Alzheimer's Blog


Wandering & Dementia

Wandering is a common problem among people with dementia and refers to the urge to walk about or leave the home. Although exact estimates are hard to find, the Alzheimer’s Association reports that 60% of persons with Alzheimer’s disease will wander away from the caregiver at some time during their disease. Although a small proportion of individuals with dementia frequently wander aimlessly and may get lost, wandering is believed to be an unpredictable behavior. This problem is very worrying for caregivers and presents a challenge for the person with dementia’s safety and wellbeing. However, wandering may be a warning sign of a person’s need for stimulation, social contact, exercise, and maintenance of mobility.

Keep in mind that wandering may occur when….

  • The person walks about their environment and cannot find his/her way back. This could be at the home, residential facility, shopping mall, day care, etc.
  • The caregiver briefly leaves the individual alone while doing something else in the house and the person with dementia inexplicably gets up and leaves the home and then cannot find their way back. 
  • The person feels confused or disoriented in the environment (either new or familiar). 
  • When the environment is threatening or over stimulating, the person may be agitated or simply wanting to search for a safer, calmer, or familiar environment.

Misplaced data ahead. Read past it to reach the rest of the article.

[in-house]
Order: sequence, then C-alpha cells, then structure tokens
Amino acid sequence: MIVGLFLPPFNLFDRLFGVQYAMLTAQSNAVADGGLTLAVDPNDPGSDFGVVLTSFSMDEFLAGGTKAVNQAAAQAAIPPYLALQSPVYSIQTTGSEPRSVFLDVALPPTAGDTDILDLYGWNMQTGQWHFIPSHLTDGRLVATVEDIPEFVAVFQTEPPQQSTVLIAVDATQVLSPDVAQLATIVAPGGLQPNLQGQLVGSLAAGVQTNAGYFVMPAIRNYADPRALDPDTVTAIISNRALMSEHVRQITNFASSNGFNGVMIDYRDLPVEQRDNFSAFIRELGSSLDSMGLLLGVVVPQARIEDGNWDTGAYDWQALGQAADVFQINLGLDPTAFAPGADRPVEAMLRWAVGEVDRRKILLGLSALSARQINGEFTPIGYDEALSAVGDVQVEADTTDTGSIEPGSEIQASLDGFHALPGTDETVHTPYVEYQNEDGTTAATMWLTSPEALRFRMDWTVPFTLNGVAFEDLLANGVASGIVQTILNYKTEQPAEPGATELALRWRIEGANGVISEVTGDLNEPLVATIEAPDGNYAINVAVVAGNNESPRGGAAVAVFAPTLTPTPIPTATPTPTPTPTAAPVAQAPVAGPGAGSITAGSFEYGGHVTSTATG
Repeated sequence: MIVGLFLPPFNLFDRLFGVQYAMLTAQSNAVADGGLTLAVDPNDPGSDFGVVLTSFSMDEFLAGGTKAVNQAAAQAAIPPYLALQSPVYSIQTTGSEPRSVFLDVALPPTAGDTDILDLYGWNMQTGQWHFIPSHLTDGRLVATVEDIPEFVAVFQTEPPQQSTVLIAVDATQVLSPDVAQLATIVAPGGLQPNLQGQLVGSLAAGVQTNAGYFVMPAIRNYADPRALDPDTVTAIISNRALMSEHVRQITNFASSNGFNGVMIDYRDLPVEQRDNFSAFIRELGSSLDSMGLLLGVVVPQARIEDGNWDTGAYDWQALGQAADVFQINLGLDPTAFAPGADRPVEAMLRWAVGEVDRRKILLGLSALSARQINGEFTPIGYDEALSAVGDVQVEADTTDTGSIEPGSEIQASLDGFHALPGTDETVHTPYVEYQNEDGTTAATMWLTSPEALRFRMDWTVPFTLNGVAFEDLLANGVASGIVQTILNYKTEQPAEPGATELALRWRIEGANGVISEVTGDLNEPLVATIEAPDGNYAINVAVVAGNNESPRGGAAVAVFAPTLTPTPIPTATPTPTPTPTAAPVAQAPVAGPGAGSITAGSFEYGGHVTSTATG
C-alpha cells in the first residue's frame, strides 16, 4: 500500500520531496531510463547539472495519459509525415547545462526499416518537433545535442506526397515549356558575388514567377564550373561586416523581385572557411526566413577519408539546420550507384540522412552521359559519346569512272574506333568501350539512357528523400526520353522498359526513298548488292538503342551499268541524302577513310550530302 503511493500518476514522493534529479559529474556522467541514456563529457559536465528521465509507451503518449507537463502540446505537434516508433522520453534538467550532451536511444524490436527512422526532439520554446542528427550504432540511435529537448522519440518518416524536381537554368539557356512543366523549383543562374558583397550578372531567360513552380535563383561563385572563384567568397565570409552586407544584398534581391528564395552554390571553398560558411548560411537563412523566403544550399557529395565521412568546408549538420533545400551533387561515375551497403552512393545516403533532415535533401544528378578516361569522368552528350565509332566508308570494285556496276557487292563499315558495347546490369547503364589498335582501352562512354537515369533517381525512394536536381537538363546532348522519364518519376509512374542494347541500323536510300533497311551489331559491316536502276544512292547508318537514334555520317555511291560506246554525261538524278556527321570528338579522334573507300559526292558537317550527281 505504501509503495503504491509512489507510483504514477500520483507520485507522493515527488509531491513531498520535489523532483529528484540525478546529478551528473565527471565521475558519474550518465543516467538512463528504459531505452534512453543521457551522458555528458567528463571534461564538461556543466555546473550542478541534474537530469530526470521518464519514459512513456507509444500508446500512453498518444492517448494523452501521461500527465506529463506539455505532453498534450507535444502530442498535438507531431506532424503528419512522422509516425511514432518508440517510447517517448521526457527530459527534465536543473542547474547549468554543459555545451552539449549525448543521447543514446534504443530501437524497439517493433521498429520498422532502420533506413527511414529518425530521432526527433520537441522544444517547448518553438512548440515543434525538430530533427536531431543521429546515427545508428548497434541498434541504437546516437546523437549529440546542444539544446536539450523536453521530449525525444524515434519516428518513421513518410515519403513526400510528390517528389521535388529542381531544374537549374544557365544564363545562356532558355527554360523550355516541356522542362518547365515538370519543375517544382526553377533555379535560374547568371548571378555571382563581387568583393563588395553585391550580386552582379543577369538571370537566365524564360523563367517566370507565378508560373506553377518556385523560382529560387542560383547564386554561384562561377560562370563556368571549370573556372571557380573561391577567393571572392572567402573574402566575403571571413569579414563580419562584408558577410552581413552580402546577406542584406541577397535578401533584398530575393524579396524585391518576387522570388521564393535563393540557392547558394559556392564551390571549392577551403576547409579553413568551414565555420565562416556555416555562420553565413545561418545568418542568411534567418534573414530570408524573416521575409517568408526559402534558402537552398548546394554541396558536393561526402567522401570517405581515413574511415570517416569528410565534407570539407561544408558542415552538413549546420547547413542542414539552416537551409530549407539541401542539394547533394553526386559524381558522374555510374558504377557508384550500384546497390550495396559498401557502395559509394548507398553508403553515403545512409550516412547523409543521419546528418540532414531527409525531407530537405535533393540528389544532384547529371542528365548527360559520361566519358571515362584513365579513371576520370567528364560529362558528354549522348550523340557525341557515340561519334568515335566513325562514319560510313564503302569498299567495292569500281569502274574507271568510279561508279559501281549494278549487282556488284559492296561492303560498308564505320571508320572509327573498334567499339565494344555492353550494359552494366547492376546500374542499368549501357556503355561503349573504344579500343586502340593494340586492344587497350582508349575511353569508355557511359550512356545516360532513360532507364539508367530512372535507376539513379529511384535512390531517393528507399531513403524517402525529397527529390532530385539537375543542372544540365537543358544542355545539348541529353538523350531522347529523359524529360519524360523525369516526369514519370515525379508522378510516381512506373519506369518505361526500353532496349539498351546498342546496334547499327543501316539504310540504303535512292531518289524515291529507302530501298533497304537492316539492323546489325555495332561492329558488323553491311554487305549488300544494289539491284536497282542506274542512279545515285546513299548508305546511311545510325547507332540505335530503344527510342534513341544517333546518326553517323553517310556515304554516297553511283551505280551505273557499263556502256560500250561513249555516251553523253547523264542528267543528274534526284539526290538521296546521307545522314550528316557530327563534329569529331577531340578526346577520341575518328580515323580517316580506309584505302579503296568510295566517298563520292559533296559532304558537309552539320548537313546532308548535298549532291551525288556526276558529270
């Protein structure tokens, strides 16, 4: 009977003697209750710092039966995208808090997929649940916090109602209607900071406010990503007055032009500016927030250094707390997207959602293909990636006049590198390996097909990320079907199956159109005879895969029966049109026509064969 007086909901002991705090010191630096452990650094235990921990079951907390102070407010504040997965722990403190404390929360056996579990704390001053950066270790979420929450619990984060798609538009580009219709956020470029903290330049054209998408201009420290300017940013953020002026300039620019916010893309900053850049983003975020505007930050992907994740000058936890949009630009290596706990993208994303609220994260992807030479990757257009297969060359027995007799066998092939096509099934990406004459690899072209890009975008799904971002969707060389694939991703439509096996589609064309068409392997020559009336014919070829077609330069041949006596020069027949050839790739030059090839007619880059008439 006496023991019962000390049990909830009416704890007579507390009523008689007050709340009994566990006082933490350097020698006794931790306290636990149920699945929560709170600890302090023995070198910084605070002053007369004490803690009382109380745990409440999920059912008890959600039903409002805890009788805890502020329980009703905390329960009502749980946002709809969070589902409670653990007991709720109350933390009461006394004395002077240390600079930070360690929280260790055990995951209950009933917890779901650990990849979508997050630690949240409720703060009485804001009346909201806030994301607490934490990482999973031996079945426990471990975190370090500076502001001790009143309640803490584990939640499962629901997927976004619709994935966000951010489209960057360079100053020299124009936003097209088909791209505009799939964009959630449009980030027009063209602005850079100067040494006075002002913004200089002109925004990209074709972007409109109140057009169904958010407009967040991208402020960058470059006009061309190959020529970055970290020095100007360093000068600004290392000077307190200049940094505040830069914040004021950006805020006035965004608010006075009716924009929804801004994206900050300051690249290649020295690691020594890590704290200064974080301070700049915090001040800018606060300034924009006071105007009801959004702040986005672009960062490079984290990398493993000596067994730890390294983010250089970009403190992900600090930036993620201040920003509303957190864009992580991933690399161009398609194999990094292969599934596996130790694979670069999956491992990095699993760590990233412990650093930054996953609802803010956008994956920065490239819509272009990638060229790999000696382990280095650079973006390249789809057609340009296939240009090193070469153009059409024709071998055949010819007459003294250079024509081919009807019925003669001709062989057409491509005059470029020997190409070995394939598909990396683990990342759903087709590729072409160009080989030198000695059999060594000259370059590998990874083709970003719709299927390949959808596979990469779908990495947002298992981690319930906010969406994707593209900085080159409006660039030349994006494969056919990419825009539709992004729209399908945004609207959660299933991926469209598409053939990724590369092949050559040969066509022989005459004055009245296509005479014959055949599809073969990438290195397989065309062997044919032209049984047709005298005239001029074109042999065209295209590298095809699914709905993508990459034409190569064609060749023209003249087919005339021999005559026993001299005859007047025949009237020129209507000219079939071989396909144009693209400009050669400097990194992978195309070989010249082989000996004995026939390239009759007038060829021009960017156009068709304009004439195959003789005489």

• The person has excess energy or is bored. 
  • The person habitually used to go on walks (old habits). 
  • The person is in pain.

Tips for dealing with wandering behavior

Avoid crowded environments

  • Do not let persons with dementia walk in the community by themselves.
  • Use respite care rather than leaving the individual home alone.
  • Use locks that the person with dementia has never learned to operate or move locks higher or lower on the door frame out of the normal visual field on outside doors.
  • Notify neighbors to bring the individual back home if they ever see him/her out alone.
  • Enroll the person in a local Safe Return programs.
  • Childproof doorknobs or latches mounted high on doors help prevent wandering outside.
  • Sometimes a stop sign or a sign saying "Do not enter" on an exit door is enough.
  • Signs on the bathroom and bedroom can also help the person with dementia find there way.
  • Rooms that are off-limits pose a different problem. Camouflaging a door with paint or wallpaper to match the surrounding wall may short-circuit a compulsion to wander into such rooms.
  • Night lights and gates at stairwells can be used to protect night wanderers

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